We talk about technology for most of the day. About AI, specifically. We talk about all the things that are coming that we can’t control. About robots and automation and the singularity.
Someone brings up self-driving cars.
The issue with self-driving cars is the trolley problem, he says.
Yes! says someone else.
I say, What’s the trolley problem?
You know, he says, if there’s a train trolley out of control and two tracks with people lying across them and you have a lever that changes the trolley’s course so you can hit one person or five people. Which do you choose?
Oh yep, I say, I’ve seen that on TV.
He says, And then there’s the whole thing of how old are the people? Have they lived a good life already? Or is it a pregnant mum with a toddler? How can a car make that choice?
The woman next to me says, But with a self-driving car, it’s actually most likely that the least damage is to kill the driver. That’s the choice it will make. It won’t hit any other cars, it won’t endanger anyone else. For minimum damage, it’ll veer hard off the road and kill you.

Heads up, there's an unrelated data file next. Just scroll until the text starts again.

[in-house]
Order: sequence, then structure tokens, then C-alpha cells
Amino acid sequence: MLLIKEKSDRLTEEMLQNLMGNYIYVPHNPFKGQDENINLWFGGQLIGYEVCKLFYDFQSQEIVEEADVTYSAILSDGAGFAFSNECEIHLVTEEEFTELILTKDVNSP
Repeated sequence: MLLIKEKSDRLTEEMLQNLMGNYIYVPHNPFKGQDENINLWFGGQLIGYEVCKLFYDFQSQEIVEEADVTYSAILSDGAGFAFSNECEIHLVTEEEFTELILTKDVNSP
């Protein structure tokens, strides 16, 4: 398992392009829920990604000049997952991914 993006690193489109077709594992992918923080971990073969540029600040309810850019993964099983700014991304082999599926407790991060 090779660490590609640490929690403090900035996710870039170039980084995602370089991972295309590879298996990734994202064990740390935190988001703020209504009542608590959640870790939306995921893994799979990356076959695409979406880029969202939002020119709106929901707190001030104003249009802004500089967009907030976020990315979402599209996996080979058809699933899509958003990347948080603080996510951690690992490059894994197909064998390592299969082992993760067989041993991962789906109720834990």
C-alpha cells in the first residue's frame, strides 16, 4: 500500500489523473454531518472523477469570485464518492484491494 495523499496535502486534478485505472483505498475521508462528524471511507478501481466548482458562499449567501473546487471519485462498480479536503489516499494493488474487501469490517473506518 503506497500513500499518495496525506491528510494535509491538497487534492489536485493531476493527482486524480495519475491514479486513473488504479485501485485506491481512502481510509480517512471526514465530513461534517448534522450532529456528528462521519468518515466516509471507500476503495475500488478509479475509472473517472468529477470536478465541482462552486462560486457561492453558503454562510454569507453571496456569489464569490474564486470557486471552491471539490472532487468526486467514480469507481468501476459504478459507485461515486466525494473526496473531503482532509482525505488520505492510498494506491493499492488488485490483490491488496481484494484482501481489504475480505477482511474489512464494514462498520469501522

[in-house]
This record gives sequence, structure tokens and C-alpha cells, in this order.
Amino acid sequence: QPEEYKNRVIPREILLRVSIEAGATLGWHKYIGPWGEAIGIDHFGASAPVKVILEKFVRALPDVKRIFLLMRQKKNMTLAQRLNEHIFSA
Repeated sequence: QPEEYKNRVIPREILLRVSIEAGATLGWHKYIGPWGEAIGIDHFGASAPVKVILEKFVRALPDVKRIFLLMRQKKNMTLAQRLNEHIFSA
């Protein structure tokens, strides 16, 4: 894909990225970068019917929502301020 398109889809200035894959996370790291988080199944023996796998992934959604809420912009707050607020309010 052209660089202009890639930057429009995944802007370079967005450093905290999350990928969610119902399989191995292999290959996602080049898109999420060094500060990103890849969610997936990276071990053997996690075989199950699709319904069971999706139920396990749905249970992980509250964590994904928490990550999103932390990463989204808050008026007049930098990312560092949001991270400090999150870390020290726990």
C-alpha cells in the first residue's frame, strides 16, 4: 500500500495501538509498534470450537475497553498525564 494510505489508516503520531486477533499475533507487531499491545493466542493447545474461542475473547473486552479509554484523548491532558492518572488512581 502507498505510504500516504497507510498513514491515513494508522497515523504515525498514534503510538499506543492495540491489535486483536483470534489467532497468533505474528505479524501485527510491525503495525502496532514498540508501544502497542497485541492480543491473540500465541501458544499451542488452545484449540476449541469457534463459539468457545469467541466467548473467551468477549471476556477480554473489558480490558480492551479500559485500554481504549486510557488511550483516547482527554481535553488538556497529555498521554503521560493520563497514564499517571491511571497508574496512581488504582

At the end of the day I get an Uber home. I book the car from my phone and it arrives. It feels somehow spooky.
Have you just finished work? the driver asks me.
Yeah, I say.
What do you do?
I was at a rehearsal, a workshop for a play.
And now it’s home time, he says.
Lots of people getting Uber in this weather, he says.
I bet, I say. It’s freezing.
We’re lucky, he says. You know, sometimes I think about the first settlers here. What they had to deal with. Now look at us. We have electricity, cars, homes, everything.
Yeah, I say, that’s true.
Yeah, we’ve got everything, he says. And then – as though he’s read my mind – he says, What’s coming next?
I’m primed for this question. This question is the exact right question to ask me at this exact moment.
Robots, I say. That’s what’s coming next.
True, he says. And self-driving cars.
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